Among the many weapons in today’s battle of the bulge, probably none is more visible than wearable fitness devices. They’re everywhere. According to leading statistic company Statista, the global wearables market is projected to reach $19 billion dollars in 2018, more than ten times what it was just five years ago. From 2010 to 2015, one leading company, Fitbit, has seen its revenue increase from just over $5 million to more than $1.8 billion, as the health and fitness wearable devices market continues its climb as one of the most promising segments of the wearable industry.
Just how effective are these devices in helping the wearers lose weight? It’s hard to say, as various study results have proved to be inconclusive. That is, except for one. Called the IDEA trial and conducted by the University of Pittsburgh, it involved more than 470 adults between the ages of 18 and 35. All of them were put on a low-calorie diet, had group counseling sessions and were advised to increase their physical activity. About half were also given wearable tech devices that monitored their activity and connected to a website to provide feedback as the experiment went along.
As reported by Aaron E. Carroll of the New York Times, at the end of the two years, those without access to the wearable technology lost an average of 13 pounds. Those with the wearable technology lost an average of 7.7 pounds. Meaning, fitness devices did not prove helpful in losing weight. In the IDEA trial, those who employed the technology were also no more physically active than those who didn’t and they also weren’t any more fit.
Given the size of the health and fitness wearable market, this study is sure to be disputed. As Carroll also points out, in this industry it has become collectively understood that we need to take 10,000 steps a day, yet there is no evidence that hitting this arbitrary goal is going to be life-changing for those who meet it. That wearable technology encourages fitness, tracks physical activity and reminds the wearer to stand up every so often is a good thing. But what they apparently are not doing is making people exercise more. And, if your goal is weight loss, strapping one on is not in itself a solution.
According to the Centers for Disease Control and Prevention, the rate of obesity in the United States is continuing its upward march. More than one-third of U.S. adults have obesity as do an estimated one in five school-aged children (ages 6-19). Finding that right mix of exercise and diet is a critical element in attacking the problem in the quest to preserve and restore good health.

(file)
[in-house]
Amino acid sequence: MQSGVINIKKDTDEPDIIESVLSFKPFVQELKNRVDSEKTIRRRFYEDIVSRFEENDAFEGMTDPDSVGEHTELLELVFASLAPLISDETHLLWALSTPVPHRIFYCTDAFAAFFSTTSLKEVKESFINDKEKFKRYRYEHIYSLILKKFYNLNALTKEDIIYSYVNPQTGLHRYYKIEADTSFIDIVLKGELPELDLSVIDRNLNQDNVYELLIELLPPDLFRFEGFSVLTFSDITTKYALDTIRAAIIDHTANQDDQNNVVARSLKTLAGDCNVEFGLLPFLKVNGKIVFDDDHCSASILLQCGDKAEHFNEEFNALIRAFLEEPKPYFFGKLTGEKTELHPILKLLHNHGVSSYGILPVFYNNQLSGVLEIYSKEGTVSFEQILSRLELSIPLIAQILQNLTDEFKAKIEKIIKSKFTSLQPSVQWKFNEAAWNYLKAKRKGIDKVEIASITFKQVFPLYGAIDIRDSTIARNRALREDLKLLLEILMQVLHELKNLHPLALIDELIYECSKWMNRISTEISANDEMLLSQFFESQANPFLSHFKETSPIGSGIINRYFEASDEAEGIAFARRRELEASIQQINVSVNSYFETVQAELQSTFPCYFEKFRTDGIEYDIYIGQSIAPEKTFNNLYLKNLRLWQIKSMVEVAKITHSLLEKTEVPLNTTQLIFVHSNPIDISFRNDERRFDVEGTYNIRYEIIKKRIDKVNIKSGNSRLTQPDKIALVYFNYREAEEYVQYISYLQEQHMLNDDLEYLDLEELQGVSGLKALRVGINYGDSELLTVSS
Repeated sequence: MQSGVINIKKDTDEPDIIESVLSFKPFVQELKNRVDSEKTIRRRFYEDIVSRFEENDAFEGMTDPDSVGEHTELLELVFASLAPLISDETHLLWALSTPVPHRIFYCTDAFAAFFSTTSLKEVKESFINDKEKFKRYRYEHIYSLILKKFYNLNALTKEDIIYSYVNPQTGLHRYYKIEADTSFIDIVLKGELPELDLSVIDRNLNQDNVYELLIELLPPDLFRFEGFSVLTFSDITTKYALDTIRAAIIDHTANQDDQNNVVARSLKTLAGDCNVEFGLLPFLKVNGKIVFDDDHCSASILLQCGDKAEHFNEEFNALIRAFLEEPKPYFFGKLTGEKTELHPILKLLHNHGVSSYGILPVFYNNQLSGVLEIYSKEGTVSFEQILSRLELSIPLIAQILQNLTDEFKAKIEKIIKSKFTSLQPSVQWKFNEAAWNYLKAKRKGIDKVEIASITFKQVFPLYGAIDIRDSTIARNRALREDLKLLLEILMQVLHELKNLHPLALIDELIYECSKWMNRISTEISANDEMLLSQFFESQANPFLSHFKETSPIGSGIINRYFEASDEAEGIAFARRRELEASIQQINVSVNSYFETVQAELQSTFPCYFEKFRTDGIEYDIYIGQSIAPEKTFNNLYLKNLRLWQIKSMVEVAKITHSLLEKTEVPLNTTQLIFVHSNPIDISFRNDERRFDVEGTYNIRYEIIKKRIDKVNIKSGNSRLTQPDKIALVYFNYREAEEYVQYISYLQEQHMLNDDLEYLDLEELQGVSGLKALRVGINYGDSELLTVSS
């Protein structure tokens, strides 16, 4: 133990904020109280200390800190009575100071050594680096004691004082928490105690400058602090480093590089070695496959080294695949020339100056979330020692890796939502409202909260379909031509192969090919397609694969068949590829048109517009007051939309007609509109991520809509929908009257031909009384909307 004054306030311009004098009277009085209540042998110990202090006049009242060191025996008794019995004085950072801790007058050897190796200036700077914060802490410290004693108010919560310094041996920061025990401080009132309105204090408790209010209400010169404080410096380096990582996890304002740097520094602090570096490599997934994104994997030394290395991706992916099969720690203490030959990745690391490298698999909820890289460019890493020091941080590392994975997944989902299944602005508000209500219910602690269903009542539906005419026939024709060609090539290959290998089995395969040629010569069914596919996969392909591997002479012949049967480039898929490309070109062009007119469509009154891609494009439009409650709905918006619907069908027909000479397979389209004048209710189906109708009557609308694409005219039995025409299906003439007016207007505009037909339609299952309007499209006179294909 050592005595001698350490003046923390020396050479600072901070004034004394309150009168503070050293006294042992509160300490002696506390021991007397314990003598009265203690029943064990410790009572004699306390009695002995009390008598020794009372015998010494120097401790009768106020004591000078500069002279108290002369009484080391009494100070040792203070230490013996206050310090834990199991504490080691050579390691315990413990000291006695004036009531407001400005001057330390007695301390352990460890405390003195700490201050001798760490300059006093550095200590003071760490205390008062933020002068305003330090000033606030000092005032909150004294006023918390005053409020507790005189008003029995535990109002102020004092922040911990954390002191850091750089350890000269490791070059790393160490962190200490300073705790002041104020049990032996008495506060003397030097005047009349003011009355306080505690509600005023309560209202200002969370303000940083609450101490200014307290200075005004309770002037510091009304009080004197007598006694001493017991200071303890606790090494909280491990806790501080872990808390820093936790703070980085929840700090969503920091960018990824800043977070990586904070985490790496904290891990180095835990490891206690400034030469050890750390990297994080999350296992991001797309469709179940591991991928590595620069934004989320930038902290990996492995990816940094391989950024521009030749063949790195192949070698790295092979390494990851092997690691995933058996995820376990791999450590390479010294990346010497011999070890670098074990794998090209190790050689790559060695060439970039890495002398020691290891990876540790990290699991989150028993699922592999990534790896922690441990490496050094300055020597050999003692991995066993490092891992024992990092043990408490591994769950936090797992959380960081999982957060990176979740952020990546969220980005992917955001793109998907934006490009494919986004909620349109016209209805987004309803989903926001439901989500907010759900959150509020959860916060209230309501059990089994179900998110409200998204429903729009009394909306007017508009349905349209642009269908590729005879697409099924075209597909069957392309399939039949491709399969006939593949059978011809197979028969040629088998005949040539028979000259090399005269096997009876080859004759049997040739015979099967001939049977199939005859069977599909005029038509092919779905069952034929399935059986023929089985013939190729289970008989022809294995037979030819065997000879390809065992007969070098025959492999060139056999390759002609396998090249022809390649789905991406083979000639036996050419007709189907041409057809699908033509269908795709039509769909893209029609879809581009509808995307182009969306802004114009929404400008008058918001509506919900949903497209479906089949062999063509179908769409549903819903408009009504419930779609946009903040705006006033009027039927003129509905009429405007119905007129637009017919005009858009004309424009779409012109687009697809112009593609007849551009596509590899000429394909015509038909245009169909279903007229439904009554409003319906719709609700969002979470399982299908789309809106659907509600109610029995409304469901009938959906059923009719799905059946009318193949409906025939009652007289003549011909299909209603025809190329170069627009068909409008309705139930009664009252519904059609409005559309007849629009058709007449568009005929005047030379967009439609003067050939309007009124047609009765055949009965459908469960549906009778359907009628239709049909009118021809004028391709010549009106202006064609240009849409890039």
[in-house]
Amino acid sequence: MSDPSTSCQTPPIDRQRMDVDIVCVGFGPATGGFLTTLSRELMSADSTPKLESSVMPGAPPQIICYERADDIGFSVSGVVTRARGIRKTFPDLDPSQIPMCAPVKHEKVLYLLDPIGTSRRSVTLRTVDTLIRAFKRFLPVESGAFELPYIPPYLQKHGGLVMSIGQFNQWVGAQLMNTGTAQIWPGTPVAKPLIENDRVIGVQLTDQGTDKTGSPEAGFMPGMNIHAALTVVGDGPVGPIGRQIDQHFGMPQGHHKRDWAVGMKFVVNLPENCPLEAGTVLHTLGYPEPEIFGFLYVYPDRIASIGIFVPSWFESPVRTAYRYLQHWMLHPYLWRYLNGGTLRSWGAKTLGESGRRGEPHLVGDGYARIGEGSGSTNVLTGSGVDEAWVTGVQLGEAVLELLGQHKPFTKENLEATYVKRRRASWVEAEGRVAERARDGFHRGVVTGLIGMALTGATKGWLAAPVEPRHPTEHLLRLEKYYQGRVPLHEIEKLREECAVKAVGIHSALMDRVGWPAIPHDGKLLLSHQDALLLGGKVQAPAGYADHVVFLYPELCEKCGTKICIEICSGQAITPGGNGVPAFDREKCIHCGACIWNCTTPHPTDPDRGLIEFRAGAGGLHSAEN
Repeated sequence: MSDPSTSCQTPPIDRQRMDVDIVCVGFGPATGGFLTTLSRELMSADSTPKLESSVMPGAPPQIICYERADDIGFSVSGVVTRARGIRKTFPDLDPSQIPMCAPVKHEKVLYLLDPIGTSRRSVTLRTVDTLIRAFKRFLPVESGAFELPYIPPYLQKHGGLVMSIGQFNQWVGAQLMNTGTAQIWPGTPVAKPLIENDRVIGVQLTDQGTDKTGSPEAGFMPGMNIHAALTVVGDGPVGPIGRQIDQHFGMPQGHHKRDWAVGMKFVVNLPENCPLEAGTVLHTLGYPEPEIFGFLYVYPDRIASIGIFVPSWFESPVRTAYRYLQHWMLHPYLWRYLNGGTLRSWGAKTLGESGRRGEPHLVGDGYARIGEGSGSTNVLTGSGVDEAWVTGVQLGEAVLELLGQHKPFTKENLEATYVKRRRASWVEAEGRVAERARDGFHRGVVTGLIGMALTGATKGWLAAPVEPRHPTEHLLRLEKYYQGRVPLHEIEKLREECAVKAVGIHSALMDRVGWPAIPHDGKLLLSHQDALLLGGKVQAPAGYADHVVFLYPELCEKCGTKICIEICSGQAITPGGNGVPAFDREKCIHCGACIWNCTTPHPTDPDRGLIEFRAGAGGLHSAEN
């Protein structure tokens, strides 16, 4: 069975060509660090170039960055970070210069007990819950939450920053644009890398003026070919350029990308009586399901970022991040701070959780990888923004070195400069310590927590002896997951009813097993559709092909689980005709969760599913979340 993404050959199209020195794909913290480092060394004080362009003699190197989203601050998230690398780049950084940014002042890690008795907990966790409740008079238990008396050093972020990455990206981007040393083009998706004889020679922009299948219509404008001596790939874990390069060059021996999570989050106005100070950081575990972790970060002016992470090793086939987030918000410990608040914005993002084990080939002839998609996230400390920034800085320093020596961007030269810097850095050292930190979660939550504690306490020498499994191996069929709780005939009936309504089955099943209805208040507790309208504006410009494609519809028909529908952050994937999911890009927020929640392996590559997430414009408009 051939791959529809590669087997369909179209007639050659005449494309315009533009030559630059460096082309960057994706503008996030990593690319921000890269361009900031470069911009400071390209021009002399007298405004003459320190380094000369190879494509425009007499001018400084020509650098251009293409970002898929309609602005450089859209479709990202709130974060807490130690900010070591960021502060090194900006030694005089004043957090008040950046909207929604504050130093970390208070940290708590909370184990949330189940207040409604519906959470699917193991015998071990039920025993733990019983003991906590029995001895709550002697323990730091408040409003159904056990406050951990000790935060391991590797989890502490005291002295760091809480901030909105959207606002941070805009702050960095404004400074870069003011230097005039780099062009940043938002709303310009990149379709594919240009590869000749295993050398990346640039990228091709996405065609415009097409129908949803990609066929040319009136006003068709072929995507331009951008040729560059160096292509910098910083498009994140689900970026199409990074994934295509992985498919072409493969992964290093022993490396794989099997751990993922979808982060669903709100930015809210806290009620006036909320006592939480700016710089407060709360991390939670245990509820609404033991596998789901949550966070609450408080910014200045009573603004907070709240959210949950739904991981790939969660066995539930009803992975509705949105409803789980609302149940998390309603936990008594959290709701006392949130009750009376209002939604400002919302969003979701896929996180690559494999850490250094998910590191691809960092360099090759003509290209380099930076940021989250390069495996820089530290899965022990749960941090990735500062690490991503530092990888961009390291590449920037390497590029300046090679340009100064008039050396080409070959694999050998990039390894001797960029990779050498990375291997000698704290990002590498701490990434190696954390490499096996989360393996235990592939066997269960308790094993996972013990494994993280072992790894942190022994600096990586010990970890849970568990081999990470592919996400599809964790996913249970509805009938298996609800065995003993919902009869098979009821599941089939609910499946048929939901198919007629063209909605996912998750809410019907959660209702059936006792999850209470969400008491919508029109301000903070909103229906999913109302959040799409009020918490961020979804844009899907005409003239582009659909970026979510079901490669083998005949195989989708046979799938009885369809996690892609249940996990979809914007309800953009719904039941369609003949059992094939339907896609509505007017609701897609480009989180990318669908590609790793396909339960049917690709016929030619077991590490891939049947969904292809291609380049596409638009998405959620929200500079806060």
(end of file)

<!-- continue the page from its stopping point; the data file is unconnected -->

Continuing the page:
Here’s a novel thought: In achieving the goal of enhancing physical activity, maybe it’s time we start relying less on technology and started making more effort to escape technology’s grasp. Let’s face it, we spend an inordinate amount of time focusing on what we expect technology to do for us, while spending absolutely no attention on what technology is doing to us.
Just the thought of cutting yourself off from your smartphone, laptop, computer or other technological device creates high anxiety for many folks. It’s estimated 90 percent of adults and teenagers now own smartphones, and the number is on the rise. Consequently, we are seemingly never disconnected from our devices. Technology has rewired us and technologies believed to make our lives easier, continue to make our lives more complicated. Many clergy also believe that, over the last few decades, technology has pulled us farther and farther from our spiritual source.
“We’re too busy being dazzled or disturbed by the programming to notice what’s going on inside our heads,” says Nicholas Carr, author of “The Shallows: What the Internet Is Doing to Our Brains”.
“Technology is not just a tool, it’s an inducement,” adds Albert Borgmann, regents professor of philosophy at the University of Montana and author of “Technology and the Character of Contemporary Life”. “And it’s so strong that for the most part people find themselves unable to refuse it. To proclaim it to be a neutral tool flies in the face of how people behave.”
In essence, they are saying we are not the same people we were even a decade ago. We are constantly distracted. With the advance of digital technologies, we have seen our measured attention spans decreased from 12 minutes to five minutes in just the past 10 years. The average person who conducts 90 percent of their reading online (an ever-growing population) spends no more than two minutes on a webpage. If a website doesn’t grab a person in 30 seconds or less, they click away. Christina Crook, author of “Dusting off the Dictionary: Why Definitions Matter,” believes the internet is now reaching the level of being an oppressive aspect of human life.
The concept of “volume management” is believed by many who have studied the problem as at least a step in the right direction.
Write to Chuck Norris with your questions about health and fitness. Follow Chuck Norris through his official social media sites, on Twitter @chucknorris and Facebook’s “Official Chuck Norris Page.” He blogs at ChuckNorrisNews.blogspot.com.